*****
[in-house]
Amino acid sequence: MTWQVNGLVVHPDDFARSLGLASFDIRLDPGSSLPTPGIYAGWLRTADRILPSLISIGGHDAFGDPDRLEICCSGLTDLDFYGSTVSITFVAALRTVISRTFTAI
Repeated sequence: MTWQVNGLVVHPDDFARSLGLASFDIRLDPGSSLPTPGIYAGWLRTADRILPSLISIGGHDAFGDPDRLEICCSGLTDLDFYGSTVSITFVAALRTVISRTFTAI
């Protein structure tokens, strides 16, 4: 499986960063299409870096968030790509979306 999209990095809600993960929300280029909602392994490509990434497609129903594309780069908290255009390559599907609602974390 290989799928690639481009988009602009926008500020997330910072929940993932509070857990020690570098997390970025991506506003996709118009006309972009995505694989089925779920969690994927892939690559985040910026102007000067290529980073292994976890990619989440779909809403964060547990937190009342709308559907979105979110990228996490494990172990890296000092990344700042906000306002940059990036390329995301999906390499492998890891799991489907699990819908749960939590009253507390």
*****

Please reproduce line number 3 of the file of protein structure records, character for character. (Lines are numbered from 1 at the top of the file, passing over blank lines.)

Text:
Repeated sequence: MTWQVNGLVVHPDDFARSLGLASFDIRLDPGSSLPTPGIYAGWLRTADRILPSLISIGGHDAFGDPDRLEICCSGLTDLDFYGSTVSITFVAALRTVISRTFTAI